As to your final question, which I take to be a larger question about the possibility of liberation, I don’t think it’s something that will be worked out in a blog reply, a post, an essay or a book. It’s something to be worked in real life and in real time in conditions hitherto unknown. I wouldn’t stake my academic project on figuring it out.

But seriously folks, how about a little more appreciation of the Hunx and his Punx video?

Buster said...

By the way, the number of prose problems in the response above (e.g., using "levy" instead of "level", misplaced long dashes, failure to break paragraphs, etc.) can be directly attributed to lack of sleep. I hope, however, that my sentiment and thoughts are clear and I humbly beg forgiveness for the ugly writing.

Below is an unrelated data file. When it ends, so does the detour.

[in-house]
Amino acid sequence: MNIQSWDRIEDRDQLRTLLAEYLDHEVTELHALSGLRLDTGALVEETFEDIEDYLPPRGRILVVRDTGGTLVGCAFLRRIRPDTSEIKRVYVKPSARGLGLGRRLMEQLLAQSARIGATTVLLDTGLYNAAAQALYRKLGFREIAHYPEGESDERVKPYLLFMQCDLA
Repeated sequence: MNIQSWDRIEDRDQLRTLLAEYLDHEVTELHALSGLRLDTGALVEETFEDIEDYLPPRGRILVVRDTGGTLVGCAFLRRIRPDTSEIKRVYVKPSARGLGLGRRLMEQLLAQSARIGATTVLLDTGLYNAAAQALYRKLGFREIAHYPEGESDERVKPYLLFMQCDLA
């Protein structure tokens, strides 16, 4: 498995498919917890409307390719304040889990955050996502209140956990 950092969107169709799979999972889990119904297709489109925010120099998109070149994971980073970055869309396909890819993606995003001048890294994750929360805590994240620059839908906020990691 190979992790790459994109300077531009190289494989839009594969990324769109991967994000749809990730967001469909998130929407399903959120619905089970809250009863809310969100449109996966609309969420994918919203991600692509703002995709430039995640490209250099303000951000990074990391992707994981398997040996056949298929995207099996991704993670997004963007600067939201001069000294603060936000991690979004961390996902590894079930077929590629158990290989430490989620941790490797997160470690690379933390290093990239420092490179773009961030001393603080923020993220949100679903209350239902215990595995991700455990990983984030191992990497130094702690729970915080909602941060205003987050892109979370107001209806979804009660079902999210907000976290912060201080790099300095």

MasterGote said...

OMG, I got so excited, I forgot to register my love for Hunx and his Punx. As someone said in some movie, he's H-O-T-T-hot.

rootlesscosmo said...

I got it backwards first time around--watched the Courage video with the Hunx audio track. No, honest mistake. Interesting result though. The Spektor audio I couldn't finish--that choking melisma on "heart" makes me want to break things.

I think one point in your original post deserves further discussion: what is "the task at hand," and how do we know? Gloomy Bernsteinian that I am, I'm not quite so ready to dismiss bending the cage bars as not worth the (very considerable) effort; sure, I'd like to see them broken, especially if that would prevent the government of my country from committing murder, but I despair of actually achieving this.